See the world in the eyes of the ‘Blue Man’

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Michael Rahhal is a Blue Man performer for eight years already

Michael Rahhal is a Blue Man performer for eight years already

Humankind these days are being consumed by modern comforts and excessive habits brought about by technology. But not the Blue Man.

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As the pivotal character of the international stage production of the same name, the Blue Man does not have a “functional understanding of technology,” and as such, is able to view the world in a “strange but loving perspective.”

This was how Michael Rahhal described the Blue Man at a pocket interview where the show’s Manila leg come September was officially announced.

To be staged at The Theatre at Solaire in Pasay City as part of an ongoing world tour, the show features three bald men—who are of course painted blue. Their performance, filled with elements of science, music, comedy and visual effects, can be best described as “unique and captivating.”

First seen onstage in New York in 1991, the Blue Man Group has evolved throughout the years to adapt to modern times. This, Rahhal, testifies to as a Blue Man performer for the past eight years.

“It’s always a surprise that as the world changes, the show evolves as well. It has become even more relevant today what with all this technology. The world needs a blue man because he is the filter for all of this strange technology,” he shared. “He helps me to look at things in my life in a different way.”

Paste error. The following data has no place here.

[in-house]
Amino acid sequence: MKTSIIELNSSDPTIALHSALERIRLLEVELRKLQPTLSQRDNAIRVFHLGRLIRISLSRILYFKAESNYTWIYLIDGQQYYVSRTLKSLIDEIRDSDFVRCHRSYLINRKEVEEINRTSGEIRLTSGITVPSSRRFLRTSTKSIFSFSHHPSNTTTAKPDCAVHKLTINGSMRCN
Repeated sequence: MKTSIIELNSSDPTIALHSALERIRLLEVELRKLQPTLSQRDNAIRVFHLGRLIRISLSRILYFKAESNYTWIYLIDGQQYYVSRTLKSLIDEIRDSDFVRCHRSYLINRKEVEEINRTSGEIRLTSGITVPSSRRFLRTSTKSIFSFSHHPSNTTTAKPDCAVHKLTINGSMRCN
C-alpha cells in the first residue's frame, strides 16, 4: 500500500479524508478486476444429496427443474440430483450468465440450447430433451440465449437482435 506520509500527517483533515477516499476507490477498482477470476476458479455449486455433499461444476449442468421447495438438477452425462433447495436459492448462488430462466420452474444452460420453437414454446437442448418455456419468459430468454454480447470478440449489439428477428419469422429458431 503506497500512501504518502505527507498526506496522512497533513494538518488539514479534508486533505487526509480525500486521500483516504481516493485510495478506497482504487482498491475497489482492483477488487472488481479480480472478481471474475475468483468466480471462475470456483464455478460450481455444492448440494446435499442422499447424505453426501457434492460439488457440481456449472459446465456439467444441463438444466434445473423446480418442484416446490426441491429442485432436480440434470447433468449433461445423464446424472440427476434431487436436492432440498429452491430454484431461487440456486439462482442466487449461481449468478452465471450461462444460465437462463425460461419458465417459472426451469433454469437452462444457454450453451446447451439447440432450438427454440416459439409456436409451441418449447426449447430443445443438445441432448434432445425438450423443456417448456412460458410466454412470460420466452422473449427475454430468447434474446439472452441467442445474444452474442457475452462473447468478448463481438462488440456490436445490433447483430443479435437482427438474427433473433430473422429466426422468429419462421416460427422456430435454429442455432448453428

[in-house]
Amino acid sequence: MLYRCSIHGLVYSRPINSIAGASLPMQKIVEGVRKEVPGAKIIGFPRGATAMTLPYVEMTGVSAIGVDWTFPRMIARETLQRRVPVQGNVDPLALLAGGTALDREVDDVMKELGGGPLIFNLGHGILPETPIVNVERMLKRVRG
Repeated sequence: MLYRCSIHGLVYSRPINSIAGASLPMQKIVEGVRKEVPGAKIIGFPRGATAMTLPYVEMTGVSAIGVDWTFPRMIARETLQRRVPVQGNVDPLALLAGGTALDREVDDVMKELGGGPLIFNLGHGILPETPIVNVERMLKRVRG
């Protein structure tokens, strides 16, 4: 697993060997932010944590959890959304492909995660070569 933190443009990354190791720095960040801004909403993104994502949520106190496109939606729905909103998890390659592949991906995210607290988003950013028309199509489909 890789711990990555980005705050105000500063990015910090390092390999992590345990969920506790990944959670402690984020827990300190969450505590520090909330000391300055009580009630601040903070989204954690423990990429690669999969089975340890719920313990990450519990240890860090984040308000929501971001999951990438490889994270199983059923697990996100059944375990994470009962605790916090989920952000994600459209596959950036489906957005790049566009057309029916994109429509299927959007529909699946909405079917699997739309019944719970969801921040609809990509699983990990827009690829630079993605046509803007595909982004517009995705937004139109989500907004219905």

With an ambiguity, the Blue Man Group uses loud music, funny acts, and even everyday things as tools for communication

With an ambiguity, the Blue Man Group uses loud music, funny acts, and even everyday things as tools for communication

To give a better understanding of the character, a Blue Man neither speaks nor smiles. He carries an ambiguity and yet is able to connect with this audience. He uses loud music, funny acts, and even everyday things as tools for communication.

All these make up for one immersive and explosive show onstage, which can change in different locations too.

Rahhal explained, “What happens to us is that the audience is the greatest catalyst of the show. They always bring a different kind of energy, those who interact with us on the stage. This makes it different everywhere we go even if generally follow a script.”

The Blue Man Group is a result of its creators’— Chris Wink, Matt Goldman and Phil Stanton—need to feel young and carefree once again.

Rahhal recalled, “They were living in New York City and they just wanted to find that sense of joy, the childlike sense of wonder, and the capacity to be surprised. And [so]they wanted to create something that will express that and share that.”

He added, “They had a lot of crazy ideas and they did not listen to anyone who told them not to quit their day jobs. They took a lot of risks and just focused on their goal.”
Thus, the Blue Man Group was born.

Since then, it has had permanent shows in New York, Las Vegas, Orlando, Chicago, Boston and Berlin, as well as a touring production in North America. This year, the show marks its 25th anniversary with a world tour which includes Manila as one of its stops.

Producer and CEO of Lunchbox Theatrical Productions, James Cundall said, “I have been trying to get this cooler-than-cool show to Manila since I first saw it years ago, and I am so excited that we have finally succeeded!”

Cundall, who is also the man behind the successful and recently concluded run of Les Miserables in Manila, enthused, “I know it will be the talk of Manila and around the South East Asia region when audiences finally get to experience this innovative, playful, colorful spectacle.”

Partnering with Lunchbox Theatrical Productions to bring the Blue Man Group to Manila are Blue Man Productions Ltd. and Concertus Manila.

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